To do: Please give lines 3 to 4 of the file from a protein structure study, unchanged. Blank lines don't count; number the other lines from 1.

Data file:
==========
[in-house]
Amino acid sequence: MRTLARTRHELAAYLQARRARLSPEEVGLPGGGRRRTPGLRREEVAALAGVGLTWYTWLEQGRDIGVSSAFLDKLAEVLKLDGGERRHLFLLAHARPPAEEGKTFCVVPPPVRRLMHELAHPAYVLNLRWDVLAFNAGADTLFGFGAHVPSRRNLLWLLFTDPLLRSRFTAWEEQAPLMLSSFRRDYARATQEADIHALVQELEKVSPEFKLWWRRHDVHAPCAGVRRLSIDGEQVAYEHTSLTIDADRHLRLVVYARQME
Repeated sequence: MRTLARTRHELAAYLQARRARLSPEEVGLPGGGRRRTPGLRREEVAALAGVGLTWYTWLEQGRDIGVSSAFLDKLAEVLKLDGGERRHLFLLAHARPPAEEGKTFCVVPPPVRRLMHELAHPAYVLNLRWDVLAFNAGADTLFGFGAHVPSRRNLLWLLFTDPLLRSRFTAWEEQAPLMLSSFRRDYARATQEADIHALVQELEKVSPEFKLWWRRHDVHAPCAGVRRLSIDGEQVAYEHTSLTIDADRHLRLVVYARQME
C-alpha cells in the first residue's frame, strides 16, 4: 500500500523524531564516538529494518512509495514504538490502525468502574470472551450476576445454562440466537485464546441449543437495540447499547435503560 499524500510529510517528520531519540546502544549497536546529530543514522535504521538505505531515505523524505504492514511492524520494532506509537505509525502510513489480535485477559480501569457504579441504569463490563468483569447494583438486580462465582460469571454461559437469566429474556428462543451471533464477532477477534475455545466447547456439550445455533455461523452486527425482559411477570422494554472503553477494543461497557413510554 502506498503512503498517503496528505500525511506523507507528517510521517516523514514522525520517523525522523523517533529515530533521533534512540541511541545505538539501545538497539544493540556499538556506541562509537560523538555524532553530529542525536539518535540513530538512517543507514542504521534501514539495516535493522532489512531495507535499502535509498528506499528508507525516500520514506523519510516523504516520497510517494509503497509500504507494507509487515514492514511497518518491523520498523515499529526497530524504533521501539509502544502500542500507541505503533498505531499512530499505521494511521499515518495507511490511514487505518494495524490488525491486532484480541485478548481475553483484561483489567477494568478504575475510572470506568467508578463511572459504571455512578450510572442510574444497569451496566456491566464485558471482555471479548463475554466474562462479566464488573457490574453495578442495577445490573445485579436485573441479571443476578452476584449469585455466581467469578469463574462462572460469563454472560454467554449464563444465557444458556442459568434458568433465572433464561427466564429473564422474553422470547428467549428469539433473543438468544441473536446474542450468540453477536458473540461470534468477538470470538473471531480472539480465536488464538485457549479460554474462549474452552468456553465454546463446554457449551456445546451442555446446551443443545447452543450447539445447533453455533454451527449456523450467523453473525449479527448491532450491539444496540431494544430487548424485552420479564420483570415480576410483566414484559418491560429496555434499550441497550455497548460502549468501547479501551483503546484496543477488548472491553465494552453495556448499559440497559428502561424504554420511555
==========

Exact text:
Repeated sequence: MRTLARTRHELAAYLQARRARLSPEEVGLPGGGRRRTPGLRREEVAALAGVGLTWYTWLEQGRDIGVSSAFLDKLAEVLKLDGGERRHLFLLAHARPPAEEGKTFCVVPPPVRRLMHELAHPAYVLNLRWDVLAFNAGADTLFGFGAHVPSRRNLLWLLFTDPLLRSRFTAWEEQAPLMLSSFRRDYARATQEADIHALVQELEKVSPEFKLWWRRHDVHAPCAGVRRLSIDGEQVAYEHTSLTIDADRHLRLVVYARQME
C-alpha cells in the first residue's frame, strides 16, 4: 500500500523524531564516538529494518512509495514504538490502525468502574470472551450476576445454562440466537485464546441449543437495540447499547435503560 499524500510529510517528520531519540546502544549497536546529530543514522535504521538505505531515505523524505504492514511492524520494532506509537505509525502510513489480535485477559480501569457504579441504569463490563468483569447494583438486580462465582460469571454461559437469566429474556428462543451471533464477532477477534475455545466447547456439550445455533455461523452486527425482559411477570422494554472503553477494543461497557413510554 502506498503512503498517503496528505500525511506523507507528517510521517516523514514522525520517523525522523523517533529515530533521533534512540541511541545505538539501545538497539544493540556499538556506541562509537560523538555524532553530529542525536539518535540513530538512517543507514542504521534501514539495516535493522532489512531495507535499502535509498528506499528508507525516500520514506523519510516523504516520497510517494509503497509500504507494507509487515514492514511497518518491523520498523515499529526497530524504533521501539509502544502500542500507541505503533498505531499512530499505521494511521499515518495507511490511514487505518494495524490488525491486532484480541485478548481475553483484561483489567477494568478504575475510572470506568467508578463511572459504571455512578450510572442510574444497569451496566456491566464485558471482555471479548463475554466474562462479566464488573457490574453495578442495577445490573445485579436485573441479571443476578452476584449469585455466581467469578469463574462462572460469563454472560454467554449464563444465557444458556442459568434458568433465572433464561427466564429473564422474553422470547428467549428469539433473543438468544441473536446474542450468540453477536458473540461470534468477538470470538473471531480472539480465536488464538485457549479460554474462549474452552468456553465454546463446554457449551456445546451442555446446551443443545447452543450447539445447533453455533454451527449456523450467523453473525449479527448491532450491539444496540431494544430487548424485552420479564420483570415480576410483566414484559418491560429496555434499550441497550455497548460502549468501547479501551483503546484496543477488548472491553465494552453495556448499559440497559428502561424504554420511555